As you walk from the Kingfisher Centre towards the river you pass a number of ornately carved scultures that adorn this area. Made from natural wood using a chain saw they not only demonstrate the artists skill but also belend in beautifully with the natural surroundings.
A large plaque showing a a circular map of the two routes along the river from this point show you the way. Turn left to go upstream. These paths are heavily used by dog walkers and arguably the upstream path is the busiest, although the term is relative. Most of the time you will only encounter one maybe two people!
The up-stream path has been more developed than the downstream and features some good fencing that, I expect, most dog owners are greatful for. The path allows the user to go right up to the rivers edge in places and the path never loses sight of the river being at most 25 yards from its edge. The other side of the river is farmland. This stretch of the river Stour is mostly slow running but this may have been due to the time of year and I expect in the summer it may be faster flowing.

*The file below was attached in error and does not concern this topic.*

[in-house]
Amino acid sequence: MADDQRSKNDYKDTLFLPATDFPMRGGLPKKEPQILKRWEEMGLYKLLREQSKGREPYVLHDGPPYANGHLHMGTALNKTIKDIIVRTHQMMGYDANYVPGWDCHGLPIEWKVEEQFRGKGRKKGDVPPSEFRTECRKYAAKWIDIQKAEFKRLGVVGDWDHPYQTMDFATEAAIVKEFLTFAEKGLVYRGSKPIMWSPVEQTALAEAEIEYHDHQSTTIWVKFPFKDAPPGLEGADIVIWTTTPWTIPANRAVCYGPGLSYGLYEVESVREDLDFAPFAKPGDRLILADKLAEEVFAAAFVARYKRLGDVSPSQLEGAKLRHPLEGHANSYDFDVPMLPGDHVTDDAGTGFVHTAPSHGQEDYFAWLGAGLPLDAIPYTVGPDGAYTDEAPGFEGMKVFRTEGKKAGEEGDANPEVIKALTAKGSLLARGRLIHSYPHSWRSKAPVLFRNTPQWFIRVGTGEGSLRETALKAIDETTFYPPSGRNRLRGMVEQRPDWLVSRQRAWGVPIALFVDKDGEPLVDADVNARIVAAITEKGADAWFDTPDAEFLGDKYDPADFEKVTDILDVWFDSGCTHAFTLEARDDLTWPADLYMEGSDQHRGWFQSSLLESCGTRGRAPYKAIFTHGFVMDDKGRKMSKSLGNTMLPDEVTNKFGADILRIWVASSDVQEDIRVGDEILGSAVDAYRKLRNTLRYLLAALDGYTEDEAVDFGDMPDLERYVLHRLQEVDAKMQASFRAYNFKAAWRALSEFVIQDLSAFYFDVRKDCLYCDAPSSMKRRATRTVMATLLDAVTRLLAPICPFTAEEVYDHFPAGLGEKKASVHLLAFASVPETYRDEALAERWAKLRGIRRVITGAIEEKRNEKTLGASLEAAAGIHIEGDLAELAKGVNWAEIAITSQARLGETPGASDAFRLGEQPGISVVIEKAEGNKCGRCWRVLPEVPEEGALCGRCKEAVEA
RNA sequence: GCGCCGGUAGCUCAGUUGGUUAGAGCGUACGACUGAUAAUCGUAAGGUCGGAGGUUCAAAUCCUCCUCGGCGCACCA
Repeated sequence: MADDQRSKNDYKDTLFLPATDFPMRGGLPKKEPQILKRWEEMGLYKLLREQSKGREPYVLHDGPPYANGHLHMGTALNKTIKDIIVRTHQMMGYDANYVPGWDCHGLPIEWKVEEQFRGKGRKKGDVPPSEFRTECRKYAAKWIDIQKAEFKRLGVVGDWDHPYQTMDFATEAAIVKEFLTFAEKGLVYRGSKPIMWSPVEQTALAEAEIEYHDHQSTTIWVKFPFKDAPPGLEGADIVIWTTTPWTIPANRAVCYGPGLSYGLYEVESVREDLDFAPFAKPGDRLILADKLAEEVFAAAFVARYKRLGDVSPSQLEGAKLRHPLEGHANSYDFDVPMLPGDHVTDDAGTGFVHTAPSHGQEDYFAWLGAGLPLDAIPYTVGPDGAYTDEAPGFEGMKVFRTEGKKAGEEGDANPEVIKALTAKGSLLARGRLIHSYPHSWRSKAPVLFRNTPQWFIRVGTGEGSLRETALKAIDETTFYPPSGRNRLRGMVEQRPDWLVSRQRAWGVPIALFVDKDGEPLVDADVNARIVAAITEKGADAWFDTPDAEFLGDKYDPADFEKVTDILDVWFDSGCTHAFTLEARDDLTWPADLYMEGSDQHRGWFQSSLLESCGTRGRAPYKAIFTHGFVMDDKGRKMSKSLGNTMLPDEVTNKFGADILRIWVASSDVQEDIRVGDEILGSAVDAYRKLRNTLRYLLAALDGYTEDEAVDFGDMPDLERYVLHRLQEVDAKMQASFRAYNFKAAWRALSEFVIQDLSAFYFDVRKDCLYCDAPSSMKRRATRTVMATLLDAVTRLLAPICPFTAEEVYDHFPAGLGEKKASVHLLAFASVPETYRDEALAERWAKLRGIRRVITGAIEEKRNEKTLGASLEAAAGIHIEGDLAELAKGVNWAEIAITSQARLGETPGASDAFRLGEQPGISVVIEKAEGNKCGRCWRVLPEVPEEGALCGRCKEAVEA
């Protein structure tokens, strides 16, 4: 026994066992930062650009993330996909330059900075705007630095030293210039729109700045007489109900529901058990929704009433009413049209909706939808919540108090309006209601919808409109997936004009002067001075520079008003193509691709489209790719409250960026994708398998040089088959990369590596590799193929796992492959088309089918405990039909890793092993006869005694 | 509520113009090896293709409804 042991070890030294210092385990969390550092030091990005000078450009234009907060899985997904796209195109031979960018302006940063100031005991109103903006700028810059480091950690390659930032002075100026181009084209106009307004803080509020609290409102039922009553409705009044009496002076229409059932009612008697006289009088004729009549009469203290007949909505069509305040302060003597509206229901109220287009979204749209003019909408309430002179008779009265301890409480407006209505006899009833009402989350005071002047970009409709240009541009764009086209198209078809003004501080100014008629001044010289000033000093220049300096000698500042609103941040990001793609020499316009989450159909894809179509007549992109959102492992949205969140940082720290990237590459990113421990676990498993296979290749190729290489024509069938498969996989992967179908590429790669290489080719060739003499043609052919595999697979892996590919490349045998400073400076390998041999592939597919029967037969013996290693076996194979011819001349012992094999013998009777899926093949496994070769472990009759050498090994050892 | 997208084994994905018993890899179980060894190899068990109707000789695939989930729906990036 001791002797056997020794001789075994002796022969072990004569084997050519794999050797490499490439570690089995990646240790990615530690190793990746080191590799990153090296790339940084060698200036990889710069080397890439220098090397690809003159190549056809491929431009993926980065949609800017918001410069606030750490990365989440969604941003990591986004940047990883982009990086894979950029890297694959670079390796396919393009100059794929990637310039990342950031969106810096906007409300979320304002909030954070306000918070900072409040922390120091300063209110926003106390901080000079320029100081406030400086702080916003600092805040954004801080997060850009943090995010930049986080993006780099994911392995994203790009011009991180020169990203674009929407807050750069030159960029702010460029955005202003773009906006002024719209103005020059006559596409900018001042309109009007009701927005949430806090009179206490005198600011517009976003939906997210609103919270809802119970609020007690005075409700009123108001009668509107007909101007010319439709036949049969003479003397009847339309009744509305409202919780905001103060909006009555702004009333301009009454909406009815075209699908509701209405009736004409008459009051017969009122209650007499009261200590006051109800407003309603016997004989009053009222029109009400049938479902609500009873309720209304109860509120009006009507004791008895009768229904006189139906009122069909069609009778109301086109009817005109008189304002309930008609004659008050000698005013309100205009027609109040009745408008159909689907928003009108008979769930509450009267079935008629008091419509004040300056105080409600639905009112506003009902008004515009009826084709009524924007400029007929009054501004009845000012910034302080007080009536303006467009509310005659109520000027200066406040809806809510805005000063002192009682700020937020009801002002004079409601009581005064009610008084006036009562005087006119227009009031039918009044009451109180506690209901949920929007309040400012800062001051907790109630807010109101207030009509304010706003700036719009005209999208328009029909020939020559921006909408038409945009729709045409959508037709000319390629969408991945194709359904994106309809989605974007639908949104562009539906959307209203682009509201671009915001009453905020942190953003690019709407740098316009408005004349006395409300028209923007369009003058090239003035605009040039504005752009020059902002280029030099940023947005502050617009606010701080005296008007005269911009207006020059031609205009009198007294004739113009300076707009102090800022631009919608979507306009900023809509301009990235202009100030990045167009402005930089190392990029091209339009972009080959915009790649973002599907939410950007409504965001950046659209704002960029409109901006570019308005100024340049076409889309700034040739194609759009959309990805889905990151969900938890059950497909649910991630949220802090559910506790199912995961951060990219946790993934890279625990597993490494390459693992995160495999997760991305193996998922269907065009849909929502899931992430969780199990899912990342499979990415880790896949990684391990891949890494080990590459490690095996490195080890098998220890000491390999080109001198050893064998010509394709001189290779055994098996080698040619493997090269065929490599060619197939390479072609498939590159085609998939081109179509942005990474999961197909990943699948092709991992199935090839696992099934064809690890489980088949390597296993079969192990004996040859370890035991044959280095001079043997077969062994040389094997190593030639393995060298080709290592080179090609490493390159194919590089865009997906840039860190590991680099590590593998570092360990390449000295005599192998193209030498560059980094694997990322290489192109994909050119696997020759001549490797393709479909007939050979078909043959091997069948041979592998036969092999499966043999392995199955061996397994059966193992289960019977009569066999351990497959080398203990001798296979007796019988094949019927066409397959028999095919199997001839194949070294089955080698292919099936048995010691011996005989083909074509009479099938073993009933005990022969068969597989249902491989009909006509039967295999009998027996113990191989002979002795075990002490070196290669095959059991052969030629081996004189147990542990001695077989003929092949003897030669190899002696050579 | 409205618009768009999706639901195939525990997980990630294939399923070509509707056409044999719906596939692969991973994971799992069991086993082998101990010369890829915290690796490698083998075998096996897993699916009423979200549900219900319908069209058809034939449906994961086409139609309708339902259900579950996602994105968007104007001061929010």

Several platforms step out into the river to allow fishermen good and safe acces. This one could even double as a landing stage. It gives an excellent vantage point downstream
Past the landing stage the path opens out. Even in wet weather this path seems to stay relatively dry and walkable. It is used all the year round
Otters have been seen on this stretch of the river and the sheer quantity and quality of the wildlife and bird population is truly amazing. Even on a bitterly cold day in the middle of winter (as when these photographs were taken) the path provides a beautiful and tranquil walk.